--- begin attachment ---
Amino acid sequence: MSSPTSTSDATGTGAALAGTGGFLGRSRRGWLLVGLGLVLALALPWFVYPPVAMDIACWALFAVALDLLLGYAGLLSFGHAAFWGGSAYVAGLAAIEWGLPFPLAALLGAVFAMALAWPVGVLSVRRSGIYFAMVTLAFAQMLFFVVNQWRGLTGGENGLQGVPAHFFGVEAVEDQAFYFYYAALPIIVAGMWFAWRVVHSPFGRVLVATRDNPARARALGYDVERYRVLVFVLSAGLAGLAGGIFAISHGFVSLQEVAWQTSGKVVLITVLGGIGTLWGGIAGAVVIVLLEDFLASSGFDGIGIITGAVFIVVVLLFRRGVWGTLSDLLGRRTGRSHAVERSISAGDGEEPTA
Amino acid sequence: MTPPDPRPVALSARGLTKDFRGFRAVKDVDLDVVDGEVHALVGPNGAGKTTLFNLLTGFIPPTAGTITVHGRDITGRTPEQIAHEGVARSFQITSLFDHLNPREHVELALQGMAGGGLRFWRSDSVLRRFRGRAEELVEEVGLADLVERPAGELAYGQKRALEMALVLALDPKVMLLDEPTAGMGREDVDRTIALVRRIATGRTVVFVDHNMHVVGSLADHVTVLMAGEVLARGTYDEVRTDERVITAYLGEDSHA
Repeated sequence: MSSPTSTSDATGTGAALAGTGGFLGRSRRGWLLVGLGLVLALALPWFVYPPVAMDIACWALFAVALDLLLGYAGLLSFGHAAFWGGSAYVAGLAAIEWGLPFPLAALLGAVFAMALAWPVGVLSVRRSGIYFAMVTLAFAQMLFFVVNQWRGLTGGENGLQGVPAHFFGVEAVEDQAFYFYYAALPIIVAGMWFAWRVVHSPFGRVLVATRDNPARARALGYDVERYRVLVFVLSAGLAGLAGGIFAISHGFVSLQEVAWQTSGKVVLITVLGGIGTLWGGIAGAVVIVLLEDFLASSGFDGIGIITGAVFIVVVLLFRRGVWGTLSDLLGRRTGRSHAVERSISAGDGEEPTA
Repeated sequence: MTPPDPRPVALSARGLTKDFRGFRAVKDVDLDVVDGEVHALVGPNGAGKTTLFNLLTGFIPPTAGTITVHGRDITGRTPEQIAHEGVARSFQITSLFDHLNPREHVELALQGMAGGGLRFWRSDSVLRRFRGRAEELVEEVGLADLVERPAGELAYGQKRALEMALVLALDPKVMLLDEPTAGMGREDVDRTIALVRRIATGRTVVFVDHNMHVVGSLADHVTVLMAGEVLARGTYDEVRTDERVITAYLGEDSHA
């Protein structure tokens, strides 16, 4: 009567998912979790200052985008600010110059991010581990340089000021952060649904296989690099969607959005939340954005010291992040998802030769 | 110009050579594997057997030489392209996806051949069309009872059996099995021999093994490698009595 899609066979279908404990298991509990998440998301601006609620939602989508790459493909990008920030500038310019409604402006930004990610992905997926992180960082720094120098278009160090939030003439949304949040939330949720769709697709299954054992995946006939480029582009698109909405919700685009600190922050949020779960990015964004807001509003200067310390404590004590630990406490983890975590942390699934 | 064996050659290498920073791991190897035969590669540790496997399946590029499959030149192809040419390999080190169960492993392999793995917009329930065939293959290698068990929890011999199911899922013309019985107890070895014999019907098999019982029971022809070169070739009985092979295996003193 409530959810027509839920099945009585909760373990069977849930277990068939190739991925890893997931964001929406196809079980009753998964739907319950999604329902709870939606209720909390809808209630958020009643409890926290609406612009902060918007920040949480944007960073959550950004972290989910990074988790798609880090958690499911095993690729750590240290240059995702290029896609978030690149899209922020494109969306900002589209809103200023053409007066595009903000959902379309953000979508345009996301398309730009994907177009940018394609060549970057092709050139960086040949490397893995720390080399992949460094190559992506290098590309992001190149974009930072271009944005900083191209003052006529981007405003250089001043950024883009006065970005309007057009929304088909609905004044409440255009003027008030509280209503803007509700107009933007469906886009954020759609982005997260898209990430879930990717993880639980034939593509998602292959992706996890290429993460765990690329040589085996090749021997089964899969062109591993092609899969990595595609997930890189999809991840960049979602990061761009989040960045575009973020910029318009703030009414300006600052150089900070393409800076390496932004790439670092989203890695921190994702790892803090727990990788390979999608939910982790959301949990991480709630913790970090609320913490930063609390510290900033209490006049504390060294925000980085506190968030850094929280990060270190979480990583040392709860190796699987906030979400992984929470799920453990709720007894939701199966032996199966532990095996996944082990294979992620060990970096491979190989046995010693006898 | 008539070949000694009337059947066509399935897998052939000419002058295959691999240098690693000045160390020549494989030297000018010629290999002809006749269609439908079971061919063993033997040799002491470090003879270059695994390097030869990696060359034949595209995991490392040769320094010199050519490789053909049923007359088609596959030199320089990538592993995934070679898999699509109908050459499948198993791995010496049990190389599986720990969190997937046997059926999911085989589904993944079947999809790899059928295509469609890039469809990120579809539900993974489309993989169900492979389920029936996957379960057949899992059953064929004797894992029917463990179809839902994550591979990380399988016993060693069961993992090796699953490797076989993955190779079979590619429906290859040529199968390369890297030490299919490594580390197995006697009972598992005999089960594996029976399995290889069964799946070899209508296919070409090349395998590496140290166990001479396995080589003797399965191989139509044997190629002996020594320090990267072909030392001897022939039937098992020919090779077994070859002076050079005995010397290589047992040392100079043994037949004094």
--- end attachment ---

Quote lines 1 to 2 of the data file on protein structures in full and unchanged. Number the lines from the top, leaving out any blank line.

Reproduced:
Amino acid sequence: MSSPTSTSDATGTGAALAGTGGFLGRSRRGWLLVGLGLVLALALPWFVYPPVAMDIACWALFAVALDLLLGYAGLLSFGHAAFWGGSAYVAGLAAIEWGLPFPLAALLGAVFAMALAWPVGVLSVRRSGIYFAMVTLAFAQMLFFVVNQWRGLTGGENGLQGVPAHFFGVEAVEDQAFYFYYAALPIIVAGMWFAWRVVHSPFGRVLVATRDNPARARALGYDVERYRVLVFVLSAGLAGLAGGIFAISHGFVSLQEVAWQTSGKVVLITVLGGIGTLWGGIAGAVVIVLLEDFLASSGFDGIGIITGAVFIVVVLLFRRGVWGTLSDLLGRRTGRSHAVERSISAGDGEEPTA
Amino acid sequence: MTPPDPRPVALSARGLTKDFRGFRAVKDVDLDVVDGEVHALVGPNGAGKTTLFNLLTGFIPPTAGTITVHGRDITGRTPEQIAHEGVARSFQITSLFDHLNPREHVELALQGMAGGGLRFWRSDSVLRRFRGRAEELVEEVGLADLVERPAGELAYGQKRALEMALVLALDPKVMLLDEPTAGMGREDVDRTIALVRRIATGRTVVFVDHNMHVVGSLADHVTVLMAGEVLARGTYDEVRTDERVITAYLGEDSHA